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What’s going to happen to petrol, power and your pocket next, Pakistanis

The subsidies are ending, the IMF is putting on the squeeze, Uzair Younus writes about what to expect on the economy front
Published 17 May, 2022 07:50am
<p>For three and half years, 40% inflation has broken the back of the average Pakistani. Image: Reuters/File</p>

For three and half years, 40% inflation has broken the back of the average Pakistani. Image: Reuters/File

The economic crisis in Pakistan is spiraling out of control. For the last few weeks, the Sharif government has been floundering around as it has tried to get a grip on it. But now, the economy is at breaking point. And it is without any sense of irony that one says this is nothing new: It is like every other crisis we have suffered. We have a widening current account deficit, sliding foreign exchange reserves, and rapidly depreciating currency.

The crisis has been compounded by the Imran Khan government’s decision to cut and then freeze energy prices. This petroleum and electricity subsidy, which was supposed to be “fully funded,” was a ticking time bomb for the incoming Sharif government. Rather than reverse this disastrous policy on day one, however, the new government faltered. As the price of oil rose in international markets, the fiscal impact of the subsidy swelled.

At this point, the government is providing a subsidy of Rs31 per liter on petrol and Rs73 per liter on diesel. In addition to this, a Rs5 per unit subsidy is being provided on electricity. The cost of this subsidy for the next two weeks comes to over Rs75 billion, which is almost 40% of the total annual budget for cash transfers made to citizens under the Benazir Income Support Programme.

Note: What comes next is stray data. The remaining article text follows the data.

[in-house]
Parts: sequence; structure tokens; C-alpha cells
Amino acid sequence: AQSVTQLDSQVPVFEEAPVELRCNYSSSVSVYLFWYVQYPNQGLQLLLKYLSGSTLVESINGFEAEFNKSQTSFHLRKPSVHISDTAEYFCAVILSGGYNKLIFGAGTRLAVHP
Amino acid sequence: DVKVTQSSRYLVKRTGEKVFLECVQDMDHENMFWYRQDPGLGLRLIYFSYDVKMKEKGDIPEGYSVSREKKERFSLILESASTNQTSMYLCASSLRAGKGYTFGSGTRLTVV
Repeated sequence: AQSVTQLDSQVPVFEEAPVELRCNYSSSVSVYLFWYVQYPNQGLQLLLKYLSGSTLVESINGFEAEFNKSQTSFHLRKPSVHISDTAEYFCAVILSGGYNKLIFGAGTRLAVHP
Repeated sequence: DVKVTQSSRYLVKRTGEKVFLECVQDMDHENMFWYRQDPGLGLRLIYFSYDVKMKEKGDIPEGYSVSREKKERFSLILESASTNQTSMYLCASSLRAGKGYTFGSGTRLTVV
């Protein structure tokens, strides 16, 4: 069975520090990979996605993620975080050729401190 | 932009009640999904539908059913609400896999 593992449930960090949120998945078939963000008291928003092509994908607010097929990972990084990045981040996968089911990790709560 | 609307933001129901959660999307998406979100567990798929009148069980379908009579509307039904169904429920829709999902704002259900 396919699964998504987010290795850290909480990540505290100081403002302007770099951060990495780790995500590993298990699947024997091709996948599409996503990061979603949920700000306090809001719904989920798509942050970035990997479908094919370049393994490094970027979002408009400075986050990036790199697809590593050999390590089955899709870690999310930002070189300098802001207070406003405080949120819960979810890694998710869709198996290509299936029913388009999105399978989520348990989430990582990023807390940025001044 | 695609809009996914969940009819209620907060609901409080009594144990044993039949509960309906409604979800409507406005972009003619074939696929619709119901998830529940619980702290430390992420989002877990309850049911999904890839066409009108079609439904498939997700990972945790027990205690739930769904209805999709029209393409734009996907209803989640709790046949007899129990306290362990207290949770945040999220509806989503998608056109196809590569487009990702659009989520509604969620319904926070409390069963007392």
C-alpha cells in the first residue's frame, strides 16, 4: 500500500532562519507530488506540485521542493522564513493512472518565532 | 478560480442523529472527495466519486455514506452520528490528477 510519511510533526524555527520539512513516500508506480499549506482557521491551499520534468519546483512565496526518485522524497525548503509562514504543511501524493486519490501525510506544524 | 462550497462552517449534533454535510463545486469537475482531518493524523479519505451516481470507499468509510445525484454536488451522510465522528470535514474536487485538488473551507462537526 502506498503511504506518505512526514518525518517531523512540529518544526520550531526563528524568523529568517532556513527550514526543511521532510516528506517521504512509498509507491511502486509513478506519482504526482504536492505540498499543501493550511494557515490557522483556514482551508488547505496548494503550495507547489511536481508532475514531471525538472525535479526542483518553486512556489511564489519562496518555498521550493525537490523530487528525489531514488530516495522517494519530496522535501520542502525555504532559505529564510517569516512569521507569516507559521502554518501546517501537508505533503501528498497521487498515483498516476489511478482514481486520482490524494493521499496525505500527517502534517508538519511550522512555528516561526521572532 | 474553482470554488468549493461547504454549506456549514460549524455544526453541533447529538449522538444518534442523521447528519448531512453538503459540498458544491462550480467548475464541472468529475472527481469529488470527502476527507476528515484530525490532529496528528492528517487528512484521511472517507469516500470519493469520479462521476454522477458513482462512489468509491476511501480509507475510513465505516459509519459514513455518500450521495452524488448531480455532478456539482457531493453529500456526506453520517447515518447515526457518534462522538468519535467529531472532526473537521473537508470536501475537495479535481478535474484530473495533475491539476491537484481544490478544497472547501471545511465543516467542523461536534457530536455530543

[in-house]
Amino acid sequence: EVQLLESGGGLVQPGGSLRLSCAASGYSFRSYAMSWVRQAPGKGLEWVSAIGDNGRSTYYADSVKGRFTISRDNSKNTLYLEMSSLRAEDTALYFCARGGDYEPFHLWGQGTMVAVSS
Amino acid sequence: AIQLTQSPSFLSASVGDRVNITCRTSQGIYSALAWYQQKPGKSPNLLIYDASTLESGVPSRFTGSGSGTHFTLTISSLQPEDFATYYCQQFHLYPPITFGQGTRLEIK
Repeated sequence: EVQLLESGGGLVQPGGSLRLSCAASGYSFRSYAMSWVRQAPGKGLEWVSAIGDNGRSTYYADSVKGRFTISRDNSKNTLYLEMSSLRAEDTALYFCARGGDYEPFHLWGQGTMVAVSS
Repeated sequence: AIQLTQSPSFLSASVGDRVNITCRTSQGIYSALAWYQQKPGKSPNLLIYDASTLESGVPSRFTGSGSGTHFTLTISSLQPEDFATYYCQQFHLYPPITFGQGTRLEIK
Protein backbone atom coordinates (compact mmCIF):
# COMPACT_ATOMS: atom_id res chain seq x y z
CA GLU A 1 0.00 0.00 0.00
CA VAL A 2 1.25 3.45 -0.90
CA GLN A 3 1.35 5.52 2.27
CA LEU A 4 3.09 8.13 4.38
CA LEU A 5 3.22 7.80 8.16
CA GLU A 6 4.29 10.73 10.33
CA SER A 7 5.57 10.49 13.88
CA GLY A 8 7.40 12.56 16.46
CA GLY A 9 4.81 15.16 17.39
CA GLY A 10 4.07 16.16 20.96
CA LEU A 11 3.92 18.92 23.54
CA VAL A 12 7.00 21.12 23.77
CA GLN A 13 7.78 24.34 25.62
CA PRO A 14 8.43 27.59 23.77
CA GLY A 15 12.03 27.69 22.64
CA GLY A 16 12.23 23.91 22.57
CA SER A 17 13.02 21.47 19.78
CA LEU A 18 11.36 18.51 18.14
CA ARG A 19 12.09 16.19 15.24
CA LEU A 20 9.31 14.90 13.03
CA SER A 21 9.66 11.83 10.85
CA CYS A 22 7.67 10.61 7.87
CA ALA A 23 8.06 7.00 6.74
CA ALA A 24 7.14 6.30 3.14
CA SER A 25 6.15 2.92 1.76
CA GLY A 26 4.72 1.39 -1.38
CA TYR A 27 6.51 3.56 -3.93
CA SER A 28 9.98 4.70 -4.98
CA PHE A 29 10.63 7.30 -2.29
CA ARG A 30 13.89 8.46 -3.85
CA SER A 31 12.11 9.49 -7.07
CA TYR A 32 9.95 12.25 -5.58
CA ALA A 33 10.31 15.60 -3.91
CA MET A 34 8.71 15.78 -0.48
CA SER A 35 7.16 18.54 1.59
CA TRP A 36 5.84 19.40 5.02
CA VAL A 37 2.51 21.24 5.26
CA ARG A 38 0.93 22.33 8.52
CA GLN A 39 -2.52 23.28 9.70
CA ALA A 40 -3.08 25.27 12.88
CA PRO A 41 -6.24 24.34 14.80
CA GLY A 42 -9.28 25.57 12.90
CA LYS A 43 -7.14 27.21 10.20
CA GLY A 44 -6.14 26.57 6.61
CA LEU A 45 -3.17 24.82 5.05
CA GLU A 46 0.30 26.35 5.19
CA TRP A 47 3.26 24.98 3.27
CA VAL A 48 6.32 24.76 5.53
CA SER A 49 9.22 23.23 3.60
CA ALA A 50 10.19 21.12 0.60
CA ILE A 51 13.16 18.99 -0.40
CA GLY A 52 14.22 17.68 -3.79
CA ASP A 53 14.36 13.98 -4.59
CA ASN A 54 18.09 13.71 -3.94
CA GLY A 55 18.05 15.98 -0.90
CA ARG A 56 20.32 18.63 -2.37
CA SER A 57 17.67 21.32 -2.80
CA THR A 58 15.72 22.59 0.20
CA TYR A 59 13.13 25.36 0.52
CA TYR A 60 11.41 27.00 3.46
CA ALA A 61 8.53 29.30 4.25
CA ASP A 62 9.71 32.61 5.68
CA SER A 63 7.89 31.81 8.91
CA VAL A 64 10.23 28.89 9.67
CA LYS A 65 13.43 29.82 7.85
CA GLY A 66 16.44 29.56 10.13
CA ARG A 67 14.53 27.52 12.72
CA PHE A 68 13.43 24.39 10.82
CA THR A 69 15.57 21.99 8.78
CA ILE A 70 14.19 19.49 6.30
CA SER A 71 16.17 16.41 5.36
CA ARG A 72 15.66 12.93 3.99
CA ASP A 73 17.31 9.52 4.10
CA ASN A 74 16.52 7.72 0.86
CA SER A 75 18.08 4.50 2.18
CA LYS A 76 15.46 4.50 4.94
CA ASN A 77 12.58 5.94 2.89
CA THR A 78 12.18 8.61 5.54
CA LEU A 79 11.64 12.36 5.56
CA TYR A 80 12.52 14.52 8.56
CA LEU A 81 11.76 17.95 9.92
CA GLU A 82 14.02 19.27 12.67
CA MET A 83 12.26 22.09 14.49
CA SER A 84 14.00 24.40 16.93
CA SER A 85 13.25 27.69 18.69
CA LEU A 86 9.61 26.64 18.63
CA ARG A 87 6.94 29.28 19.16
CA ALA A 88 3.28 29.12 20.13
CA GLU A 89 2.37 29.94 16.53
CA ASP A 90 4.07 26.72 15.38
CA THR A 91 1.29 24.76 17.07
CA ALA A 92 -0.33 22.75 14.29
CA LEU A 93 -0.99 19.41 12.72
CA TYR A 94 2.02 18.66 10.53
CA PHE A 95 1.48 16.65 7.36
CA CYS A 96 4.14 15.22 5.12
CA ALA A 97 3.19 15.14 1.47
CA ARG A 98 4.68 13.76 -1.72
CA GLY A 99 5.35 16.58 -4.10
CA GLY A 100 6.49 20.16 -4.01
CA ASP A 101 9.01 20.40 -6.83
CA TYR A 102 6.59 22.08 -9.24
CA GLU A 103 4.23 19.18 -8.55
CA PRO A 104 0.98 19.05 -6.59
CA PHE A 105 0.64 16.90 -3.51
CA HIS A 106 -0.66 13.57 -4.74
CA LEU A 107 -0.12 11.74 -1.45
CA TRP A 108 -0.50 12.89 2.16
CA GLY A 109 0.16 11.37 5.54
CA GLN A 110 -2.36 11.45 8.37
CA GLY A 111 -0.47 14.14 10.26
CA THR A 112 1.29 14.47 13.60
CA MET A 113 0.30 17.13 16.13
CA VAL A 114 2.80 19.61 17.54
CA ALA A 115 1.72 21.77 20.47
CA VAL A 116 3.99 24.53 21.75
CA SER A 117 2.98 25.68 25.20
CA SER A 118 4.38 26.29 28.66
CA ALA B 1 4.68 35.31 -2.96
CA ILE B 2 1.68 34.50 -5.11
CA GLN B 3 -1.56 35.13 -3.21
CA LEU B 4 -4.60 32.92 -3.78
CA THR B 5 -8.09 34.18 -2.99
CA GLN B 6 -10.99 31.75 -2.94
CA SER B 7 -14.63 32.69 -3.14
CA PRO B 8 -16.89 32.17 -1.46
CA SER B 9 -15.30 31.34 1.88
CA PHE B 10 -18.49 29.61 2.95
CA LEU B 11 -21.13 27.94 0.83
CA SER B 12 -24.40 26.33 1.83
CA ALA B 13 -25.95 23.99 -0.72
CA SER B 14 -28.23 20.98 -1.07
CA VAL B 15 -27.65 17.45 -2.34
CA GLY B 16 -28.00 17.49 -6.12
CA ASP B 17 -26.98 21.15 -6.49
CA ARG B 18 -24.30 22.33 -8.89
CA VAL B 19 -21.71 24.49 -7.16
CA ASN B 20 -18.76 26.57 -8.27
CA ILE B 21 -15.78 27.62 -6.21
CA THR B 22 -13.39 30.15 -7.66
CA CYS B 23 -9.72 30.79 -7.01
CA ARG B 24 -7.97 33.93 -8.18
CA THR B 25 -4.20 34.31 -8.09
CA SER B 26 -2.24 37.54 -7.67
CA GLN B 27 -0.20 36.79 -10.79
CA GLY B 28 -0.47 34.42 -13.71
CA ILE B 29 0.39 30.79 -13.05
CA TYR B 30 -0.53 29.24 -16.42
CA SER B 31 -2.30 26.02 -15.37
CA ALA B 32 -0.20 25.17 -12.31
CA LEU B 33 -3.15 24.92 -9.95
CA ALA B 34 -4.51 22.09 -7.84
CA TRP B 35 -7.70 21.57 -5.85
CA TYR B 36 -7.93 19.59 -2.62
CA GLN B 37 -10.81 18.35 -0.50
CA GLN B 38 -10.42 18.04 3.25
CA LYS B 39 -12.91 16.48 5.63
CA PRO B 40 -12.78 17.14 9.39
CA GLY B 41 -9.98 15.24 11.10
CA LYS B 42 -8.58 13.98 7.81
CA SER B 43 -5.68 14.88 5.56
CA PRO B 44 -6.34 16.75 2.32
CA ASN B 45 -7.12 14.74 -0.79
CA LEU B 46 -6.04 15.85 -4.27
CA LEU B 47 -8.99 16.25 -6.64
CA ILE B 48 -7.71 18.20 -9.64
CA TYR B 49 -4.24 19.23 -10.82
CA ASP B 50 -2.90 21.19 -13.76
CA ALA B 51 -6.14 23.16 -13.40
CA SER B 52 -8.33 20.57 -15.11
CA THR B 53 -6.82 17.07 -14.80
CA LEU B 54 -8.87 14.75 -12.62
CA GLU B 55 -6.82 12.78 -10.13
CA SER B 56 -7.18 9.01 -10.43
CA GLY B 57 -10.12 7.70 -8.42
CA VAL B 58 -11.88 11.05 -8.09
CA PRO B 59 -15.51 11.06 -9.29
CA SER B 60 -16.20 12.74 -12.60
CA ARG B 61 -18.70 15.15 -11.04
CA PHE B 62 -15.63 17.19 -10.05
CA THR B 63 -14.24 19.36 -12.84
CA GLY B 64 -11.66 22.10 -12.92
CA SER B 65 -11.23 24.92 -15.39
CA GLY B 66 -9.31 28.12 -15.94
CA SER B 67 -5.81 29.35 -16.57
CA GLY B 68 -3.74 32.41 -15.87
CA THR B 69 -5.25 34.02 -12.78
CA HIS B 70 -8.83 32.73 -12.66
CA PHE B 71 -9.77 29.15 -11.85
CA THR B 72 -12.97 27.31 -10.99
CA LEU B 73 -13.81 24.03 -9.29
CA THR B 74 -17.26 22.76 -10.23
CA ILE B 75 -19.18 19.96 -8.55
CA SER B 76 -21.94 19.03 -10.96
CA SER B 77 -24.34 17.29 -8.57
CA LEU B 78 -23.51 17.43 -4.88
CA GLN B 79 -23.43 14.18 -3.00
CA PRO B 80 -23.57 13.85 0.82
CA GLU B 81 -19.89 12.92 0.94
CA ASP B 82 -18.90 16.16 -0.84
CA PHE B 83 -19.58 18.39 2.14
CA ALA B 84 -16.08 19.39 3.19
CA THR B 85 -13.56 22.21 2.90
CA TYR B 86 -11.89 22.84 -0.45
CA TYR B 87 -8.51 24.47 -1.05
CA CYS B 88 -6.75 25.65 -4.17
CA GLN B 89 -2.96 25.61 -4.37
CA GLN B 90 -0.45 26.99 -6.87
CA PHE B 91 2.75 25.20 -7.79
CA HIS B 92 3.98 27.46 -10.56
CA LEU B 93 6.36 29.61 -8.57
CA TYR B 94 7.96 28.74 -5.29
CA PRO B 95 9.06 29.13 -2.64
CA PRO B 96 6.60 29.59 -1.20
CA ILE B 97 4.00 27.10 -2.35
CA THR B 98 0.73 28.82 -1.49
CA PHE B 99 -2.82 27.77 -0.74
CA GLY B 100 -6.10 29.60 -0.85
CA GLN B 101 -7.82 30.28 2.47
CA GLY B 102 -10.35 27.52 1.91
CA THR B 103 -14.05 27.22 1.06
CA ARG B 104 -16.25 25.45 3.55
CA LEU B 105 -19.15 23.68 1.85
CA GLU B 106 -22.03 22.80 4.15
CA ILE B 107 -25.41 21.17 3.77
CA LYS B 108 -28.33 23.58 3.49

Once this subsidy is removed—and it will be removed—the price of petrol is expected to cross the Rs200 per liter mark. (It may end up being closer to Rs250 if all taxes are restored, as the IMF has demanded). What will follow is a wave of inflation, which is already hovering around 13% despite the freeze in energy prices.

At the same time, the rupee remains under pressure, with reports suggesting that the dollar is difficult to purchase at even Rs200. The corrosion of the rupee’s value will manifest in even more inflation and the government will have no choice but to embark on an extremely painful period of austerity and macroeconomic stabilization.

For ordinary Pakistanis, times are about to get tougher. There is no pain-free way to deal with such economic crises, especially when the government keeps vacillating because it is unwilling to pay the political price that comes with making unpopular and agonizing choices. Pakistan’s economy is on the brink and its citizens, ground down by over 40% inflation over the last three and a half years, are likely to experience a lot more pain in the coming weeks and months.

The writer is director of the Pakistan Initiative for @ACSouthAsia and host of the popular podcast @pakistonomy

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Shehbaz Sharif

pakistan economy

economic crisis

imran khan



petroleum prices

power tariff

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